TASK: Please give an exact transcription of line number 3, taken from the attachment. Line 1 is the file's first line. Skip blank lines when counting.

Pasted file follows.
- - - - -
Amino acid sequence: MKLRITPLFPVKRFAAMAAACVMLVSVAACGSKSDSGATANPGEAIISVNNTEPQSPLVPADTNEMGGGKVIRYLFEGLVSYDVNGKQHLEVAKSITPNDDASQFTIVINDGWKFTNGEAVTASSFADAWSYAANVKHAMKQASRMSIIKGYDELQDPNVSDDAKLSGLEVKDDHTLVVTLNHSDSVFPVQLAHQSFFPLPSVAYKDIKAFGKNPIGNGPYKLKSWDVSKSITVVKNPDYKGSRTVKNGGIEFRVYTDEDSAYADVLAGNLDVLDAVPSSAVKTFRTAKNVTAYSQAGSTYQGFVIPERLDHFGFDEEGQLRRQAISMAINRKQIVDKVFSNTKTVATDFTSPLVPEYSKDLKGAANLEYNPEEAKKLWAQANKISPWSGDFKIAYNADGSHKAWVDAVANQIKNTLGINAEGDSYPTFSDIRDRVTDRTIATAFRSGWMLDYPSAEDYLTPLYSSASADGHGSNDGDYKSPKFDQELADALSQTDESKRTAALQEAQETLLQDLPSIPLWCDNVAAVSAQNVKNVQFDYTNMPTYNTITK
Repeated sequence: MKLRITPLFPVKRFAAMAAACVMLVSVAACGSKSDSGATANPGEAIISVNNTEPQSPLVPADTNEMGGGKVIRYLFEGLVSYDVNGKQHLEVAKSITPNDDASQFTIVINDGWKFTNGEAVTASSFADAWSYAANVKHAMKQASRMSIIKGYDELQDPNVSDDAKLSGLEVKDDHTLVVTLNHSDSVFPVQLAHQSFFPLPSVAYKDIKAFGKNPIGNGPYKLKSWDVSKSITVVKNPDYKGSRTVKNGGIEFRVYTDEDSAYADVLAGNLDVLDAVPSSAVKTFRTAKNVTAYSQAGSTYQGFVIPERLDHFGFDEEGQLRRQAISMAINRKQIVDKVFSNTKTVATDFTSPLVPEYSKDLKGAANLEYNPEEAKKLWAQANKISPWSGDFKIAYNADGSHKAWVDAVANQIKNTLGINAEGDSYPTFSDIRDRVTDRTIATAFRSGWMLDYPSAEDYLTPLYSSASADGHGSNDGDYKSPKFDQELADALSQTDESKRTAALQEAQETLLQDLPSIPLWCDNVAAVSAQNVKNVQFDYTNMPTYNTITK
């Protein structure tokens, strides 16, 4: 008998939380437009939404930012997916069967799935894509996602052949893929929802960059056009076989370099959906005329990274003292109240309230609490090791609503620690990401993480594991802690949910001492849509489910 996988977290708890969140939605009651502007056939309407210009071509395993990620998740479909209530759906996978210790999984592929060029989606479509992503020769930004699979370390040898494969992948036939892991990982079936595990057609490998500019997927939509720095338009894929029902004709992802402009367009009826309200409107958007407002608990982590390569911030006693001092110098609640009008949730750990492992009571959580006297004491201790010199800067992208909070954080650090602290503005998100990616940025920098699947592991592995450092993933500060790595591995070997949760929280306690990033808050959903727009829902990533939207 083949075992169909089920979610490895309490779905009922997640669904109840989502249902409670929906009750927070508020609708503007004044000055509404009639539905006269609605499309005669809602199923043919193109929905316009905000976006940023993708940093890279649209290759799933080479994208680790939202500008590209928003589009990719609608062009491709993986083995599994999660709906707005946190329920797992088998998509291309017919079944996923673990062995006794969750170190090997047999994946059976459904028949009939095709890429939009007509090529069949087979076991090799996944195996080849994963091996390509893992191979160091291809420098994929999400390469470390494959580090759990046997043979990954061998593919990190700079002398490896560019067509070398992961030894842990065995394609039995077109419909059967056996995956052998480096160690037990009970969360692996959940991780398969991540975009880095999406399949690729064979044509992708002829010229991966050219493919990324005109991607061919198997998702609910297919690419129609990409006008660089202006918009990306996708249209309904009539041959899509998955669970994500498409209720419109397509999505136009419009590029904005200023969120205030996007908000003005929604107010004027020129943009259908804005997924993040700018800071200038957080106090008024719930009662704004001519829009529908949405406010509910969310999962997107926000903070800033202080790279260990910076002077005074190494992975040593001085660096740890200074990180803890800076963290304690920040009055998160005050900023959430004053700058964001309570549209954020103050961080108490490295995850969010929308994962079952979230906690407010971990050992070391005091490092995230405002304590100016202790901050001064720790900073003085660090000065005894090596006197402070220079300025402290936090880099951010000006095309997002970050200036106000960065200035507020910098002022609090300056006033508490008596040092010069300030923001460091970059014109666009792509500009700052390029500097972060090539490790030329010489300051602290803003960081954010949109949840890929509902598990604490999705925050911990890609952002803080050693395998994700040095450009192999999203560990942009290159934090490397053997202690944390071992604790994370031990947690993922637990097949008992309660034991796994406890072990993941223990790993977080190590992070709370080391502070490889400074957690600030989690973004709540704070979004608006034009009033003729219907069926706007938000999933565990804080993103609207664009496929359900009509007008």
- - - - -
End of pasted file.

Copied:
């Protein structure tokens, strides 16, 4: 008998939380437009939404930012997916069967799935894509996602052949893929929802960059056009076989370099959906005329990274003292109240309230609490090791609503620690990401993480594991802690949910001492849509489910 996988977290708890969140939605009651502007056939309407210009071509395993990620998740479909209530759906996978210790999984592929060029989606479509992503020769930004699979370390040898494969992948036939892991990982079936595990057609490998500019997927939509720095338009894929029902004709992802402009367009009826309200409107958007407002608990982590390569911030006693001092110098609640009008949730750990492992009571959580006297004491201790010199800067992208909070954080650090602290503005998100990616940025920098699947592991592995450092993933500060790595591995070997949760929280306690990033808050959903727009829902990533939207 083949075992169909089920979610490895309490779905009922997640669904109840989502249902409670929906009750927070508020609708503007004044000055509404009639539905006269609605499309005669809602199923043919193109929905316009905000976006940023993708940093890279649209290759799933080479994208680790939202500008590209928003589009990719609608062009491709993986083995599994999660709906707005946190329920797992088998998509291309017919079944996923673990062995006794969750170190090997047999994946059976459904028949009939095709890429939009007509090529069949087979076991090799996944195996080849994963091996390509893992191979160091291809420098994929999400390469470390494959580090759990046997043979990954061998593919990190700079002398490896560019067509070398992961030894842990065995394609039995077109419909059967056996995956052998480096160690037990009970969360692996959940991780398969991540975009880095999406399949690729064979044509992708002829010229991966050219493919990324005109991607061919198997998702609910297919690419129609990409006008660089202006918009990306996708249209309904009539041959899509998955669970994500498409209720419109397509999505136009419009590029904005200023969120205030996007908000003005929604107010004027020129943009259908804005997924993040700018800071200038957080106090008024719930009662704004001519829009529908949405406010509910969310999962997107926000903070800033202080790279260990910076002077005074190494992975040593001085660096740890200074990180803890800076963290304690920040009055998160005050900023959430004053700058964001309570549209954020103050961080108490490295995850969010929308994962079952979230906690407010971990050992070391005091490092995230405002304590100016202790901050001064720790900073003085660090000065005894090596006197402070220079300025402290936090880099951010000006095309997002970050200036106000960065200035507020910098002022609090300056006033508490008596040092010069300030923001460091970059014109666009792509500009700052390029500097972060090539490790030329010489300051602290803003960081954010949109949840890929509902598990604490999705925050911990890609952002803080050693395998994700040095450009192999999203560990942009290159934090490397053997202690944390071992604790994370031990947690993922637990097949008992309660034991796994406890072990993941223990790993977080190590992070709370080391502070490889400074957690600030989690973004709540704070979004608006034009009033003729219907069926706007938000999933565990804080993103609207664009496929359900009509007008």